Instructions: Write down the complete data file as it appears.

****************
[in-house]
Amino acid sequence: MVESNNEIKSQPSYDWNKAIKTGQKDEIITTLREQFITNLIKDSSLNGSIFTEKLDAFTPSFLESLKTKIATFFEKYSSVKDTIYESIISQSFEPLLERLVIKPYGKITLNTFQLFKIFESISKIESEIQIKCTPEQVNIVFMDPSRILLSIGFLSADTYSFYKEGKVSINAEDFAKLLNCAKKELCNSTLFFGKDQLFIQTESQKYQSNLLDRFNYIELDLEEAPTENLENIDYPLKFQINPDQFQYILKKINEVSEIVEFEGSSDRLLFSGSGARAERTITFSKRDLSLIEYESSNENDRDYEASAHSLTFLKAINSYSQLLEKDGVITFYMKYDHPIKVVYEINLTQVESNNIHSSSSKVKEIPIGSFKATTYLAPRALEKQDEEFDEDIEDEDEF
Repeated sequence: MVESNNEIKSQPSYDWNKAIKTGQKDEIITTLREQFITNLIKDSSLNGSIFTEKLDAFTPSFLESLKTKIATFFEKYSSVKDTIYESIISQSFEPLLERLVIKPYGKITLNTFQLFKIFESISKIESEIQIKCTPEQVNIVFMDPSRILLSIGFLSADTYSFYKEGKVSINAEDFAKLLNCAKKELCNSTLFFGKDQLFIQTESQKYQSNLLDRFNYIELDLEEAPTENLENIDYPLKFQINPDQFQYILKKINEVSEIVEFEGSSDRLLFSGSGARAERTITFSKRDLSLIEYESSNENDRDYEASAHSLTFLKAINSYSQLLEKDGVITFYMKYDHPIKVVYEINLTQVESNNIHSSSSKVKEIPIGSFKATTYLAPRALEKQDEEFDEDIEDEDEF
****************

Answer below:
[in-house]
Amino acid sequence: MVESNNEIKSQPSYDWNKAIKTGQKDEIITTLREQFITNLIKDSSLNGSIFTEKLDAFTPSFLESLKTKIATFFEKYSSVKDTIYESIISQSFEPLLERLVIKPYGKITLNTFQLFKIFESISKIESEIQIKCTPEQVNIVFMDPSRILLSIGFLSADTYSFYKEGKVSINAEDFAKLLNCAKKELCNSTLFFGKDQLFIQTESQKYQSNLLDRFNYIELDLEEAPTENLENIDYPLKFQINPDQFQYILKKINEVSEIVEFEGSSDRLLFSGSGARAERTITFSKRDLSLIEYESSNENDRDYEASAHSLTFLKAINSYSQLLEKDGVITFYMKYDHPIKVVYEINLTQVESNNIHSSSSKVKEIPIGSFKATTYLAPRALEKQDEEFDEDIEDEDEF
Repeated sequence: MVESNNEIKSQPSYDWNKAIKTGQKDEIITTLREQFITNLIKDSSLNGSIFTEKLDAFTPSFLESLKTKIATFFEKYSSVKDTIYESIISQSFEPLLERLVIKPYGKITLNTFQLFKIFESISKIESEIQIKCTPEQVNIVFMDPSRILLSIGFLSADTYSFYKEGKVSINAEDFAKLLNCAKKELCNSTLFFGKDQLFIQTESQKYQSNLLDRFNYIELDLEEAPTENLENIDYPLKFQINPDQFQYILKKINEVSEIVEFEGSSDRLLFSGSGARAERTITFSKRDLSLIEYESSNENDRDYEASAHSLTFLKAINSYSQLLEKDGVITFYMKYDHPIKVVYEINLTQVESNNIHSSSSKVKEIPIGSFKATTYLAPRALEKQDEEFDEDIEDEDEF